In one year Wellington’s most prolific tagger has graffitied more than one square kilometre of property, costing the council about $36,000 to clean up.
In total, the offender tagged 709 times.
Wellington City Council has reported it spent about $600,000 on cleaning up graffiti in 2016.
That graffiti covered a total area of almost 25 square kilometres of property.
Council graffiti programme advisor Hine Sullivan said graffiti has a detrimental effect on communities.
“It damages civic pride, it can lower the value of houses, economic growth is stunted and it just shows that people don’t care.”
Sullivan said the council spend on graffiti remained roughly the same since she took on her position three years ago.
She said that was because the council had widened its net.
She said as graffiti was controlled in some areas, that money was then used to resource other areas in the city which would have otherwise missed out.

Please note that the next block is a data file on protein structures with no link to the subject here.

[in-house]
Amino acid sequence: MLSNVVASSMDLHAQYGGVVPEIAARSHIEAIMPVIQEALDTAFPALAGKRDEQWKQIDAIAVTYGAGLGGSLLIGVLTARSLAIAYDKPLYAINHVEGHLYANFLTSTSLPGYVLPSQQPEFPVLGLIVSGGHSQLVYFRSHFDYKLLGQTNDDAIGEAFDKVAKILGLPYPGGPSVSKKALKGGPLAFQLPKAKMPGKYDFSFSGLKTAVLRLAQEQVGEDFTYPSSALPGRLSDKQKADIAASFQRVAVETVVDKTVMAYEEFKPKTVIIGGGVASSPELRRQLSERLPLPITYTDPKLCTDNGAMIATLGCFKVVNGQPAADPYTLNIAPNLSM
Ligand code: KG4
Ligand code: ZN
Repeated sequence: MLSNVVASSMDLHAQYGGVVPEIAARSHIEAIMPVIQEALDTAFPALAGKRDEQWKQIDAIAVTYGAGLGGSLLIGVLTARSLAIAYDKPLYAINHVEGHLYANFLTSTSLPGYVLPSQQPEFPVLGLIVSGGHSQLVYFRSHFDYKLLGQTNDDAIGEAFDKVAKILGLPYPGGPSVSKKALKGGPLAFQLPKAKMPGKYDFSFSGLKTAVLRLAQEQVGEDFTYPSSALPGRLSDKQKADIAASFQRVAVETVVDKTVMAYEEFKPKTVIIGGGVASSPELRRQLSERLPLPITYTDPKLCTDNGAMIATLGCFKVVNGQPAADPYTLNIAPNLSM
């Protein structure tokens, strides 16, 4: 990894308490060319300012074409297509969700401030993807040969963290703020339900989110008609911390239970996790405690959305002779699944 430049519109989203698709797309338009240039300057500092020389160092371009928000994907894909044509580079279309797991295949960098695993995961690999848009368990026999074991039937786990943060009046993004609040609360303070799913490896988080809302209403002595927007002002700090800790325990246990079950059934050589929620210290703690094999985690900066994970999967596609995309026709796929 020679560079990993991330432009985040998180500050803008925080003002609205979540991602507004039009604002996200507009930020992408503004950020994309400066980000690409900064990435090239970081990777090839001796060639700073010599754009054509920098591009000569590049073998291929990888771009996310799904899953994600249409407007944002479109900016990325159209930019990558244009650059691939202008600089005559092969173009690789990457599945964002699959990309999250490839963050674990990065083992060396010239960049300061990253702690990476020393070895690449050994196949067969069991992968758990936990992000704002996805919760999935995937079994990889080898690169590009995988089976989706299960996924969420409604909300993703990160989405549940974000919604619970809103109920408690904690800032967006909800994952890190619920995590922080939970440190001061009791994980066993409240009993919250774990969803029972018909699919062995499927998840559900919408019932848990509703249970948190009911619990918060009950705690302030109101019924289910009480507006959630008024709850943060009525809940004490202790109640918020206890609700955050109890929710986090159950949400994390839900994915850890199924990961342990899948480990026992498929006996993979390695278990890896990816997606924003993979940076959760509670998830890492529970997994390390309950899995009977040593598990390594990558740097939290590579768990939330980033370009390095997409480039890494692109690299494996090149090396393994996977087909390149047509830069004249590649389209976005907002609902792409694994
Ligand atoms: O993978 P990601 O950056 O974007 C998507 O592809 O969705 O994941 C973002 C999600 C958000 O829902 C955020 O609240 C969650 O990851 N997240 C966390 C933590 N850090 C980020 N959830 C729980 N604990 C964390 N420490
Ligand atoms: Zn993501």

The council records every tag contractors or volunteers clean up through an online tracking system and has built a data base of Wellington’s most prolific taggers.
Sullivan said it was important for communities to own public spaces nearby them just as hundreds of clean up volunteers do.
“When you own it and look after it, people know that you care and it’s less likely to be hit.
“It raises the pride of the community. You’re putting back into your community what you want to see, and that’s a clean environment.”
Constable Matt Barraclough said police were cracking down on taggers in the capital this year and wanted to see the rate of graffiti crime steadily trending downwards.
“Things have remained fairly even over the last few years ago but the amount of work going on behind the scenes has increased, which is positive, but we would like to see that trending downwards.”
Someone like Wellington’s worst tagger, who has offended multiple times causing tens of thousands of dollars’ worth of damage, could face a maximum penalty of seven years imprisonment.
“Their tags are being recorded, the information is being collated, and its being looked at it.
“It may not happen overnight but it’s just a matter of time that those people will be identified,” Barraclough said.